Could you do that? You have someone close to you at home, and you know Jesus is near and one visit could heal her or him. Yet, you realize the unworthiness that you have, that we all have, for him to come under your roof. Would you have faith enough to tell him not to come, but just say the word. Would you be confident enough that his word would heal your loved one?
Interestingly, these words are so much clearer in the new translation of the Mass. We pray these very words just before we all receive Holy Communion. We acknowledge our unworthiness, and we also express our desire that our Lord would say the word so that our souls would be healed.
That’s the faith we are called to have, and I wonder if we have that kind of faith when we pray. Do we trust God enough to let him “say the word” and then know that we don’t have to set “Plan B” in motion? Today’s Scriptures call us to greater trust as we begin this Advent journey to the house of the Lord. In what way do we need to trust God more today?
Today’s gospel reading gives me the opportunity to talk a bit about the new translation of the Roman Missal. As you may know, we will begin using that translation at Mass beginning on the first Sunday of Advent this year, November 27th. We have already begun using the sung parts of the Mass, with permission from the US Conference of Catholic Bishops. But the recited parts have to wait until November.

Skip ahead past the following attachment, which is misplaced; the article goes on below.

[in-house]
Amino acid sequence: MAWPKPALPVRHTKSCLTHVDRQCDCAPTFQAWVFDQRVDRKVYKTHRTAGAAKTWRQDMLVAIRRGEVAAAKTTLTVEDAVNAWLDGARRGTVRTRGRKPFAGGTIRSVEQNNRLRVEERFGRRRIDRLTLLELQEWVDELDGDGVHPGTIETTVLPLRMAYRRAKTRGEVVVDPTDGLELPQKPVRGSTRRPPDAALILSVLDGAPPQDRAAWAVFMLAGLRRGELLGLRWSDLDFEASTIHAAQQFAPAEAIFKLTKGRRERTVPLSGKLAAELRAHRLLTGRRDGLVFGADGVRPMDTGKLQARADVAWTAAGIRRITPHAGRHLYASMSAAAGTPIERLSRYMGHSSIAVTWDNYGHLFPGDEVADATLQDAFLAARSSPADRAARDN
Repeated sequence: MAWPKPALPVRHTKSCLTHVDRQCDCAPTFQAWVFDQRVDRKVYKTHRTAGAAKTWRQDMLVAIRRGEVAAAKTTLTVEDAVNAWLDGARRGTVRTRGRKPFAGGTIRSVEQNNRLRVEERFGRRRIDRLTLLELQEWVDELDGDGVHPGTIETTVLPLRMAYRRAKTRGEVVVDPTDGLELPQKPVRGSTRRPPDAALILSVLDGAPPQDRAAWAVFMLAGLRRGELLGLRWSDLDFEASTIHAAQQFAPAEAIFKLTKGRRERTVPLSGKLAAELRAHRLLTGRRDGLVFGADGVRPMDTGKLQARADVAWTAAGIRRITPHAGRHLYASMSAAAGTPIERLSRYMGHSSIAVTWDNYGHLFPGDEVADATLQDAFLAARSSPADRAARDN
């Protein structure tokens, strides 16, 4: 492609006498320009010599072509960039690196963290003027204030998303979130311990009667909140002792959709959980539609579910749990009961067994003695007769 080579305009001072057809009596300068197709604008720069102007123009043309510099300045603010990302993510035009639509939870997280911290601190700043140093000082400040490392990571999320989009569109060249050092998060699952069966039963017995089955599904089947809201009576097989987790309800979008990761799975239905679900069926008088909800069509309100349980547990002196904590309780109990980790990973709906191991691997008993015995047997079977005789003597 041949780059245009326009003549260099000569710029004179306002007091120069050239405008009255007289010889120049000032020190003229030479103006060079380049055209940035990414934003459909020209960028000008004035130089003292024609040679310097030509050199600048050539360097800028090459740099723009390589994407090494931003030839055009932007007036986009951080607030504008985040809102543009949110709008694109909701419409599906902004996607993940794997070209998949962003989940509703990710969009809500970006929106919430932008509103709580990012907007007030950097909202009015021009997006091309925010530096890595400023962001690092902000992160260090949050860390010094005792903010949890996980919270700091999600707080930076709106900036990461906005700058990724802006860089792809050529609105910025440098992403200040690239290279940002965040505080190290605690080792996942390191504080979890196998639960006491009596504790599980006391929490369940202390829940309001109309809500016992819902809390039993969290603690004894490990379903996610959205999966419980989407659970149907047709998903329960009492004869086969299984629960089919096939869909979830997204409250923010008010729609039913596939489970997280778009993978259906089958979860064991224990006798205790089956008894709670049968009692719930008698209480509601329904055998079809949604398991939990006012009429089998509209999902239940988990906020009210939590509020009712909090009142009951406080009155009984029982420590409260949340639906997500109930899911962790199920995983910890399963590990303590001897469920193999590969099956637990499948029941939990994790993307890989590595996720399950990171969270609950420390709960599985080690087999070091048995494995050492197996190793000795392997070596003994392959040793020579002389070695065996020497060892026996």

One of those recited parts is the response to the priest’s invitation to adoration just before receiving Communion. The new translation of that prayer is this:
Behold the Lamb of God,
behold him who takes away the sins of the world.
Blessed are those called to the supper of the Lamb.
And the people’s response, also new, is this:
Lord, I am not worthy
that you should enter under my roof,
but only say the word
and my soul shall be healed.
I think you can see the similarity here between this prayer and the confession of faith that the centurion makes in today’s gospel reading. He had faith that Jesus could heal his servant and did not want to even trouble Jesus to come under his roof, unworthy as he was.
When we receive the Eucharist, we do it confessing our own unworthiness, but also professing the same faith that that centurion had. We know that we are unworthy, but we trust in the worthiness of our Savior, who transforms us completely and makes us worthy in the sight of God.
God is calling us to become worthy by accepting his mercy and forgiveness. What is the word that Jesus needs to speak to us today, so that our souls can be healed?